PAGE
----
Children aged 9 months to 3 years are more vulnerable because they absorb lead 5-10 times more effectively than adults and have greater exposure because of their involvement in frequent hand-to-mouth activities (Sanborn et al. 2002: 1289). Lidsky and Schneider contend that children are particularly sensitive to the effects of lead:

A greater proportion of ingested lead is absorbed from the gastrointestinal tract of children than of adults. In addition, a greater proportion of systematically circulating lead gains access to the brain of children, especially those 5 years of age or younger, than of adults. Finally, the developing nervous system is far more vulnerable to lead’s toxic effects than the mature brain.

Lidsky and Schneider 2003: 14

There is general agreement regarding the effects of exposure to higher levels of lead but no consensus regarding effects of exposure to lower levels of lead. Lead exposure is also linked to low attention span, a lower than average IQ, aggression and antisocial or delinquent activities (Committee on Environmental Health 1998; Needleman 2001; Sanborn et al. 2002).

It is evident that medical conditions in children caused or aggravated by lead exposure at low levels are difficult to detect (Lévesque et al. 1999; Sanborn et al. 2002). Lidsky and Schneider state:

Lead poisoning from these lower levels of exposure is far more common and is particularly insidious because of its lack of diagnostically definitive physical signs. Some children complain of stomach pains and loss of appetite and may or may not have anaemia. However, such symptoms are not present in all poisoned children, or even the majority, and in any case do not point unequivocally to lead as the culprit. Such poisoning, often termed ‘asymptomatic’ because of the lack of clear physical symptoms, is unfortunately not ‘asymptomatic’ with respect to its effects on brain functioning.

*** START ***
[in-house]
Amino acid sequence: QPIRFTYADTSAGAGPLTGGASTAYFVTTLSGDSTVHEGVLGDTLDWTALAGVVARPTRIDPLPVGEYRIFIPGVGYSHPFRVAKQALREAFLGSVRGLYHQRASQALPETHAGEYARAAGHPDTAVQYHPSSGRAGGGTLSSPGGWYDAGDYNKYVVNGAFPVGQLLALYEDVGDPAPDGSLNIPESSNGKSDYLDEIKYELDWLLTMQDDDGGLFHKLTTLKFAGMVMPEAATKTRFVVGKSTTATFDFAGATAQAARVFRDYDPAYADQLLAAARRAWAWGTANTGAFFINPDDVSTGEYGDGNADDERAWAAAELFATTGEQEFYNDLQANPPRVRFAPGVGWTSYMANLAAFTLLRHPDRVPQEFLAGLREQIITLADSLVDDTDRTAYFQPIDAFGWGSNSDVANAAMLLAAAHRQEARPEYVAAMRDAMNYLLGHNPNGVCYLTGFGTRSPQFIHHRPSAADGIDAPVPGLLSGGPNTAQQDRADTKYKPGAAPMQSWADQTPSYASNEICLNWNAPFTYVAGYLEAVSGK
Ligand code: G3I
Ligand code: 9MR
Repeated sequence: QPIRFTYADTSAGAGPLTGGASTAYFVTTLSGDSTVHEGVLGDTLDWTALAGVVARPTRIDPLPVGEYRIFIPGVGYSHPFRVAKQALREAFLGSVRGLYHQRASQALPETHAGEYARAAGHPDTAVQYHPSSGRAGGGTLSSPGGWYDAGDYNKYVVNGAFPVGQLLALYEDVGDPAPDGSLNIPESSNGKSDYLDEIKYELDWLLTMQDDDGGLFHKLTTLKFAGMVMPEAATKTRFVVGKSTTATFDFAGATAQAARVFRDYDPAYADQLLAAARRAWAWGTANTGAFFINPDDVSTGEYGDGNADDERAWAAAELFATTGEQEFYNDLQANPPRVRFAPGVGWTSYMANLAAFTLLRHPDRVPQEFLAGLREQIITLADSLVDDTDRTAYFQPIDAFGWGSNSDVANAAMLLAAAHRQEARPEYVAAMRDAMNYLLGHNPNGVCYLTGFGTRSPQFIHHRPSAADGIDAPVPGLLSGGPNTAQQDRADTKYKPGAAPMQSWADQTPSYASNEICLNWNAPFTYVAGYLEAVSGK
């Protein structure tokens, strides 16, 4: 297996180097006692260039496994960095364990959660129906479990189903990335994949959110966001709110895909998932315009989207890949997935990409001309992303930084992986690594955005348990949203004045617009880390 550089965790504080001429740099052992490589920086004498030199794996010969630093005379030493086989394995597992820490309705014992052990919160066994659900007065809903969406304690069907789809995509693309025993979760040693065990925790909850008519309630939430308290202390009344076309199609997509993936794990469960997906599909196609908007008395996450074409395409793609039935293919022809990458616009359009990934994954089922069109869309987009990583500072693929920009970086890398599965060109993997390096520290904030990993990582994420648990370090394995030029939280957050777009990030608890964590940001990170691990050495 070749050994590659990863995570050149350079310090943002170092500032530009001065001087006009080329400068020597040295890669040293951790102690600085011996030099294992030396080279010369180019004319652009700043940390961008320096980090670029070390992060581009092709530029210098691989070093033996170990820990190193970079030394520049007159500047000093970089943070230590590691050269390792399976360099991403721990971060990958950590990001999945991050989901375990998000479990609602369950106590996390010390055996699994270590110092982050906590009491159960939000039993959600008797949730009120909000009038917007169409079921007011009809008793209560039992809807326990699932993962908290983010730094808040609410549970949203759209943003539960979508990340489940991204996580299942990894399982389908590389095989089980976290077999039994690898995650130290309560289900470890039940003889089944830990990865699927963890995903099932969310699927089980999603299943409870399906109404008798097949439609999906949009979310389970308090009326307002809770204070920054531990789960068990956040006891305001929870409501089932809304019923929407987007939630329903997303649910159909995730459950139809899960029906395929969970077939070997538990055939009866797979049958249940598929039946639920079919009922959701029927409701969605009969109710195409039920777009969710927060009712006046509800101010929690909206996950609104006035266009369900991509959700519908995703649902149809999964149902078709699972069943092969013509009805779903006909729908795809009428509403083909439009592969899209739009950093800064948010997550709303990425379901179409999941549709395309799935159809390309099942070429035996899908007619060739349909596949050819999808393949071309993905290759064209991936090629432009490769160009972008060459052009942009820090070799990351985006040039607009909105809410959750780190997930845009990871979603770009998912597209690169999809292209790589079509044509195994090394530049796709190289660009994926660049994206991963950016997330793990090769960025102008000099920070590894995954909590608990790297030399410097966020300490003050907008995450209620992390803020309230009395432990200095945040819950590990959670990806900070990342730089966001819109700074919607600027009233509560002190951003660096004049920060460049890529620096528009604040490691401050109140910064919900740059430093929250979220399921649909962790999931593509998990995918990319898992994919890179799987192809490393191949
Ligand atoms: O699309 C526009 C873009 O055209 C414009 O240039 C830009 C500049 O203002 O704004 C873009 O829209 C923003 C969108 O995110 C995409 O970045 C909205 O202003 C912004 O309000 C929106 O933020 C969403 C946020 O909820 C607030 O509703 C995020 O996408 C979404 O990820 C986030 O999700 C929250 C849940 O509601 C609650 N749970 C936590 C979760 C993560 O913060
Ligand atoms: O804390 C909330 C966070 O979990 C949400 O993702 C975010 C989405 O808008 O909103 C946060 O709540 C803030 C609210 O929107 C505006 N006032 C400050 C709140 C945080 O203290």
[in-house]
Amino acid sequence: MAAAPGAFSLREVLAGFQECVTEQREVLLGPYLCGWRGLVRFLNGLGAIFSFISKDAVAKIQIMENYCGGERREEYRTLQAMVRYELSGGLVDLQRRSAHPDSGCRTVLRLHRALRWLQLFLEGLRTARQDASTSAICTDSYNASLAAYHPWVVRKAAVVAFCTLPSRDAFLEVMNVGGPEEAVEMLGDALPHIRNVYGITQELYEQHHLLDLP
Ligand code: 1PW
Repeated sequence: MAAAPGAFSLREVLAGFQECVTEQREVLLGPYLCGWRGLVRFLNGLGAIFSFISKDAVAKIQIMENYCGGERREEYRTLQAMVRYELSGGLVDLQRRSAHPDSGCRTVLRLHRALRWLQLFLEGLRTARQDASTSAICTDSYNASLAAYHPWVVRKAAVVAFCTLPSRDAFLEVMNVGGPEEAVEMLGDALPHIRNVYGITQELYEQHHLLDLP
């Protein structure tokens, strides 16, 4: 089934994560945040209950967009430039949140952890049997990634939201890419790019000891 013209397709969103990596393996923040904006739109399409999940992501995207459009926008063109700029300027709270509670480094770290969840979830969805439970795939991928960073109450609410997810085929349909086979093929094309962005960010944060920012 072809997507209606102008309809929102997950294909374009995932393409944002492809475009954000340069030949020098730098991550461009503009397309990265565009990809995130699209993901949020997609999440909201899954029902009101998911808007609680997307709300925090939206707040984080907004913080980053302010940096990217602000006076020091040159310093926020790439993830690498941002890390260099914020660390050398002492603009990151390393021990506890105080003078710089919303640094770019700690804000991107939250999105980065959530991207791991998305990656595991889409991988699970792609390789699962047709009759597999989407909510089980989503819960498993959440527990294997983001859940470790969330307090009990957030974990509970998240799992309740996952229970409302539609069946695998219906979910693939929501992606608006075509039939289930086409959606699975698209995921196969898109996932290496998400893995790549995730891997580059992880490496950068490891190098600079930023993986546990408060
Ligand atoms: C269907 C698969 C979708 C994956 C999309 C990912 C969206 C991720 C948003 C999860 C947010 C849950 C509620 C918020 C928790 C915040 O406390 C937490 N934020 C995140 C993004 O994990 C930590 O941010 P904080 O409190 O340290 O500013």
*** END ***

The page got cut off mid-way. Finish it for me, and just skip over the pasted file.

Lidsky and Schneider 2003: 15

The challenges of definitively linking exposure to low levels of lead to medical conditions, the costs involved in testing for lead exposure and the lack of medical training in detecting symptoms of lead (and other heavy metals) exposure may result in a failure to accurately diagnose lead poisoning.

Case study: Inukjuak, Nunavik

Comprised of 55.63 km2 , Inukjuak is located on the east coast of Hudson Bay on the 58th parallel (Figure 1). Inukjuak lies 180 km south of Puvirnituq and 240 km north of Umiujaq. The population is 1,294 (2001). Of the 300 families, 38% are headed by single parents. The birth rate in Nunavik is twice as high as in the rest of Quebec and the population is growing at a rate six times higher than the rate for Quebec. Adults support a higher number of dependents than elsewhere in the province. Seventy-four percent of adults in Inukjuak have not completed high school. Life expectancy in Inukjuak and other communities in Nunavik is 65.4 years (1996) which is the lowest rate in Canada.